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CHM 130 Paper Chromatography

Introduction

Chromatography is one of many techniques to separate the compounds in a mixture and to identify unknown substances. It is widely used in chemistry and biology. All types of chromatography involve two different immiscible phases in contact with each other. The mobile phase is moving and the other phase, stationary phase, is not moving. In paper chromatography, a solvent moves from one end of a paper to the other end, as the paper absorbs it. Since it is moving, the solvent is the mobile phase. The paper is the stationary phase. (More specifically, the cellulose molecules in the paper contain many polar OH (hydroxyl) groups that serve as the stationary phase). Chromatography works by capillary action.

To separate a mixture of chemicals, a small amount of the mixture is first placed near the edge of an absorbent paper. That same edge is wetted with solvent. The solvent travels up the paper by capillary action, carrying the mixture with it. The various chemicals in the mixture travel different distances. The distance a chemical travels is determined by its interaction with the solvent (mobile phase) and with the hydroxyl groups attached to the paper. Substances that dissolve more readily in the solvent will move farther than the substances that have a higher attraction for the paper. When the solvent has moved the entire length of the paper, the paper is removed from the solvent and dried. The different chemicals in the mixture will be located at different positions on the chromatogram. At this point, we can calculate the R f (ratio of fronts) factor for each substance. For a particular substance the R f factor is defined as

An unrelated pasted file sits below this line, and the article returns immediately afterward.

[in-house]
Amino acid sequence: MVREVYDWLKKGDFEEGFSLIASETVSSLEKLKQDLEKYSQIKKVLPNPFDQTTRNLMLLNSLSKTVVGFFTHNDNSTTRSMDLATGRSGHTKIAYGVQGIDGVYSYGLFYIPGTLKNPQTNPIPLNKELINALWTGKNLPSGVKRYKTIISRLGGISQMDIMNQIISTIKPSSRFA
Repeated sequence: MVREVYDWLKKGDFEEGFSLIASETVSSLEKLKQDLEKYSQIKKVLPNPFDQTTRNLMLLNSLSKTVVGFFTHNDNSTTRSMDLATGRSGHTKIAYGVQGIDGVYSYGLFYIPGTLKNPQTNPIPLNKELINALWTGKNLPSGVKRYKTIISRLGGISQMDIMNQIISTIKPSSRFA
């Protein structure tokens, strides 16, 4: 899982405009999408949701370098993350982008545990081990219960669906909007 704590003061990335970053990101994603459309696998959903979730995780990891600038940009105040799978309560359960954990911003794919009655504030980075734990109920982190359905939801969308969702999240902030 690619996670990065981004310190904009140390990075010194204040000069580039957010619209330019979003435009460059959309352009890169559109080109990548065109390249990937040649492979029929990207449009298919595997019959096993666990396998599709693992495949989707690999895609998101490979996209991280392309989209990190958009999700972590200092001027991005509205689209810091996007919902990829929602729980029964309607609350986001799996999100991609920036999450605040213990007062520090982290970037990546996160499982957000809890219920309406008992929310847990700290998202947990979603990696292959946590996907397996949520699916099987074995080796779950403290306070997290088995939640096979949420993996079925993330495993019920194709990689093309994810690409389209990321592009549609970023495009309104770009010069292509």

R f =

Retention factors are useful in comparing the results of one chromatogram to the results of another. If the conditions in which the chromatogram are run remain unchanged (same mobile and stationary phases), the retention factor for a given material should remain constant. This allows unknowns to be compared to known materials. If the retention factor of an unknown does not match that of a known material, they are not the same compound.

The various chemicals visible on the chromatogram can often be identified by their positions or their colors or both. If the mixture contains colored compounds, each different compound will appear on the chromatogram as a colored spot or a streak in a particular place. The color and location of each compound can be used as a basis for identification. The color and location of unknown compounds separated under specific chromatographic conditions can be matched with the color and location of known compounds subjected to the same conditions. Chromatograms with uncolored compounds can sometimes be treated with chemicals to color them for identification.

Materials / Equipment

chromatography paper solvent (0.1% NaCl) 600 mL beaker plastic wrap or watch glass hair dryer

pencil ruler one set of colored marking pens (crayola or cra-Z-Art) stapler

Procedure

1. Mark the chromatography paper as shown below. Use only black pencil to write on the paper.

19.0cm
19.0cm

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19.0cm 1 2 3 4 5 6 7 8 9 10 first and last numbers 0.5cm
first and last numbers 0.5cm from edges
first and last numbers 0.5cm from edges
9.0cm pencil marks numbered and 2.0cm apart
9.0cm
pencil marks
numbered and
2.0cm apart

pencil line

1.0cm from

the bottom

and 2.0cm apart pencil line 1.0cm from the bottom 1. Obtain a set of marking pens